Tuesdays with Uncle Athanasius: Why is Repentance Not Enough to Save Us?

AthanasiusAthanasius (c.297-373), my favorite early church father, fought heretics with all of his soul. I am brought to tears reading his glorious writings. Please indulge with me each Tuesday, as we cozy up at the feet of Uncle Athanasius.

Uncle Ath?

Yes, kids?

Is repentance all it takes to be turned back from our corruption in sin, or was something more necessary?


As we have already noted, it was unthinkable that God, the Father of Truth, should go back upon His word regarding death in order to ensure our continued existence. He could not falsify Himself; what, then, was God to do? Was He to demand repentance from men for their transgression? You might say that that was worthy of God, and argue further that, as through the Transgression they became subject to corruption, so through repentance they might return to incorruption again. But repentance would not guard the Divine consistency, for, if death did not hold dominion over men, God would still remain untrue. Nor does repentance recall men from what is according to their nature; all that it does is to make them cease from sinning.

Had it been a case of a trespass only, and not of a subsequent corruption, repentance would have been well enough; but when once transgression had begun men came under the power of the corruption proper to their nature and were bereft of the grace which belonged to them as creatures in the Image of God. No, repentance could not meet the case.

What—or rather Who was it that was needed for such grace and such recall as we required? Who, save the Word of God Himself, Who also in the beginning had made all things out of nothing? His part it was, and His alone, both to bring again the corruptible to incorruption and to maintain for the Father His consistency of character with all. For He alone, being Word of the Father and above all, was in consequence both able to recreate all, and worthy to suffer on behalf of all and to be an ambassador for all with the Father.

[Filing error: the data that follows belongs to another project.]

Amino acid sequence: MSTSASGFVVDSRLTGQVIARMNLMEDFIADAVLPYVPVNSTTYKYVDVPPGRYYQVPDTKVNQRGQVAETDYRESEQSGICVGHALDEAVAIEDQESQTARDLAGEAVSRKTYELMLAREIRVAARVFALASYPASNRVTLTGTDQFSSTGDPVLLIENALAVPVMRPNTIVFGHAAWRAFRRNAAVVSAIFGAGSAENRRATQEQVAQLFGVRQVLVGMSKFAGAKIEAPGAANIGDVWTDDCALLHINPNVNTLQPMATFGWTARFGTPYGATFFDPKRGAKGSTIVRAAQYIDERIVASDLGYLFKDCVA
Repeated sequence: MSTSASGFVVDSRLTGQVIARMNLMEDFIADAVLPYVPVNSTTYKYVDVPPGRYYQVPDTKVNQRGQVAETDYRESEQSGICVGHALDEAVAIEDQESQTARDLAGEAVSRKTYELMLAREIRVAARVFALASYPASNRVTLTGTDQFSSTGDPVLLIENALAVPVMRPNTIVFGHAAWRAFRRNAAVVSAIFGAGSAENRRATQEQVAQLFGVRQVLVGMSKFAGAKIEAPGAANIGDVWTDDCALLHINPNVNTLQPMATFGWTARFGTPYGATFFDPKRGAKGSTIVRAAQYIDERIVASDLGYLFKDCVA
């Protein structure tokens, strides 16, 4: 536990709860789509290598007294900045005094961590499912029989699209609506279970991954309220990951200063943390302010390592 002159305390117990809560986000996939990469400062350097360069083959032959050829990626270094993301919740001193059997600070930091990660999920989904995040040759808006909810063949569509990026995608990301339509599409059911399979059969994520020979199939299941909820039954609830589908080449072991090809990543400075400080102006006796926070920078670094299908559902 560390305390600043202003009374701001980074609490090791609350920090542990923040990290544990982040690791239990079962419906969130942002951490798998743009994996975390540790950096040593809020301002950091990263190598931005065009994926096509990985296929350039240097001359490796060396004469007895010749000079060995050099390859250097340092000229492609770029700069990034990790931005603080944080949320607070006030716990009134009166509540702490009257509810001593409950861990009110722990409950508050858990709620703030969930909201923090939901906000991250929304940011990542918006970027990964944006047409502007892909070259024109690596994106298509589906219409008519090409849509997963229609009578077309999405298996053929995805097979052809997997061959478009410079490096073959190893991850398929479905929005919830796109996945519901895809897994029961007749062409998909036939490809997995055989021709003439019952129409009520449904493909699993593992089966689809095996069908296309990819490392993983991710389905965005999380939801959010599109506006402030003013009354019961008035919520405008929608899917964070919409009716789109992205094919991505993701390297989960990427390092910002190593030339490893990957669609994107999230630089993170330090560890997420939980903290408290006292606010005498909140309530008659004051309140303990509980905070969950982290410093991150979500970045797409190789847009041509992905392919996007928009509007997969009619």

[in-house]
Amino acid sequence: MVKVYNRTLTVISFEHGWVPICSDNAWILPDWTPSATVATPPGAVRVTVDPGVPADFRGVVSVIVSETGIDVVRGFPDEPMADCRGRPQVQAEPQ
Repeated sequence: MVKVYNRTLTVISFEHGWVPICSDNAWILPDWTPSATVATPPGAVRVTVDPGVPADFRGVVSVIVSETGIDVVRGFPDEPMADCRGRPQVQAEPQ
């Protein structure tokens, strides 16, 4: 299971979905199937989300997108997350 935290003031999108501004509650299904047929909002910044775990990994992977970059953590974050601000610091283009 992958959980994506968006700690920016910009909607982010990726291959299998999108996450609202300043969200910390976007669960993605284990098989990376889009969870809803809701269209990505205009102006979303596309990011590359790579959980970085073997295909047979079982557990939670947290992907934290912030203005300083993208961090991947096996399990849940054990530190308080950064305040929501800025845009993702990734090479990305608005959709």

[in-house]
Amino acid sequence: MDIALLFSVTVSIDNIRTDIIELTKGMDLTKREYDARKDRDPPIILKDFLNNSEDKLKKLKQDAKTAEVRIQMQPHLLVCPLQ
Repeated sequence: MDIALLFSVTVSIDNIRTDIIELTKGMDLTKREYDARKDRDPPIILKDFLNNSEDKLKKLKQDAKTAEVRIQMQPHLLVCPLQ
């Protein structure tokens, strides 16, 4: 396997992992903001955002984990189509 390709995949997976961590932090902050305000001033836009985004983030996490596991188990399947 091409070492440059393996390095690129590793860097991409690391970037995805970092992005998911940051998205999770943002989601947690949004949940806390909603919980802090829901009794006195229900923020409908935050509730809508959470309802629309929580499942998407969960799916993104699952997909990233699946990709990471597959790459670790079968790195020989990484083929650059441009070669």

My favorite uncle. Christologically delicious!

Thanks for reading,


Athanasius, On the Incarnation, chap. 2, sec. 7, http://www.ccel.org.

Moral Improvement is Not Why God Saved You

If you’ve been around American evangelicalism at all, you might have picked up the idea that God saved you in order to put you to work for Him. Justification is that glorious moment of favor that God gives to those who are for the first time believing in Christ, but it quickly fades into a life of hard work, moral improvement, and careful discipline in spiritual matters. Sound like the Christianity you know?

If so, I’m so happy to tell you this: you don’t know Christianity. Here’s the secret to seeking the joy that God intends for His kids… well, let me give the mic to a maestro of grace:

From Michael Horton’s The Christian Faith,

As John Murray helpfully explains, progressive sanctification depends not only on justification but on God’s once-and-for-all act of claiming us as saints. For many Christians, the change in subject from justification to sanctification roughly corresponds to God’s work for us and our work for God, respectively. The result of this assumption, however, is that for a brief moment at the beginning of the Christian life the focus was on Christ and his blessing of justification that was received through faith alone—itself, in fact, a gift of God. But then the rest of our life is a matter of striving for moral improvement. “Having begun by the Spirit,” Paul asked the Galatians, “are you now being perfected by the flesh?” Sanctification, like justification, has its source not in the “works of the law” but in “hearing with faith” (Gal 3:3 – 5). [1]